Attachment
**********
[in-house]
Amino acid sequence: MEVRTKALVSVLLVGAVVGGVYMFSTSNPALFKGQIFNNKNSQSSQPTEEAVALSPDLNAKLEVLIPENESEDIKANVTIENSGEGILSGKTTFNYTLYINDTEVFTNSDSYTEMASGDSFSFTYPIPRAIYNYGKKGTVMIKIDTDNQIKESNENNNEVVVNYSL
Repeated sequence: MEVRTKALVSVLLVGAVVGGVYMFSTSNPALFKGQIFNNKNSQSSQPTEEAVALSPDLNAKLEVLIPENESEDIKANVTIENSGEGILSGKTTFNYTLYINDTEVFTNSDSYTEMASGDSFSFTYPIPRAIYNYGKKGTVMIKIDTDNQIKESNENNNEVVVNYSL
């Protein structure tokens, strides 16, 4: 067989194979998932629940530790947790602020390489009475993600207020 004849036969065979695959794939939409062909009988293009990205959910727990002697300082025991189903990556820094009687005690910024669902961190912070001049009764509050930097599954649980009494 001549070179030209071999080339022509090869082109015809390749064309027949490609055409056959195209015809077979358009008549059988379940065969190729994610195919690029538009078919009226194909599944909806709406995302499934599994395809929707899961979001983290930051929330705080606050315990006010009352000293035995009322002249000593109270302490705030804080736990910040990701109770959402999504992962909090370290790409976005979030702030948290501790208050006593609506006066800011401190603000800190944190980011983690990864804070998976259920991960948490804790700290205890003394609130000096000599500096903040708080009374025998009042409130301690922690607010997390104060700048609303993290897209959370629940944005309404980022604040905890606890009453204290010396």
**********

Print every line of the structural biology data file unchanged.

[in-house]
Amino acid sequence: MEVRTKALVSVLLVGAVVGGVYMFSTSNPALFKGQIFNNKNSQSSQPTEEAVALSPDLNAKLEVLIPENESEDIKANVTIENSGEGILSGKTTFNYTLYINDTEVFTNSDSYTEMASGDSFSFTYPIPRAIYNYGKKGTVMIKIDTDNQIKESNENNNEVVVNYSL
Repeated sequence: MEVRTKALVSVLLVGAVVGGVYMFSTSNPALFKGQIFNNKNSQSSQPTEEAVALSPDLNAKLEVLIPENESEDIKANVTIENSGEGILSGKTTFNYTLYINDTEVFTNSDSYTEMASGDSFSFTYPIPRAIYNYGKKGTVMIKIDTDNQIKESNENNNEVVVNYSL
């Protein structure tokens, strides 16, 4: 067989194979998932629940530790947790602020390489009475993600207020 004849036969065979695959794939939409062909009988293009990205959910727990002697300082025991189903990556820094009687005690910024669902961190912070001049009764509050930097599954649980009494 001549070179030209071999080339022509090869082109015809390749064309027949490609055409056959195209015809077979358009008549059988379940065969190729994610195919690029538009078919009226194909599944909806709406995302499934599994395809929707899961979001983290930051929330705080606050315990006010009352000293035995009322002249000593109270302490705030804080736990910040990701109770959402999504992962909090370290790409976005979030702030948290501790208050006593609506006066800011401190603000800190944190980011983690990864804070998976259920991960948490804790700290205890003394609130000096000599500096903040708080009374025998009042409130301690922690607010997390104060700048609303993290897209959370629940944005309404980022604040905890606890009453204290010396």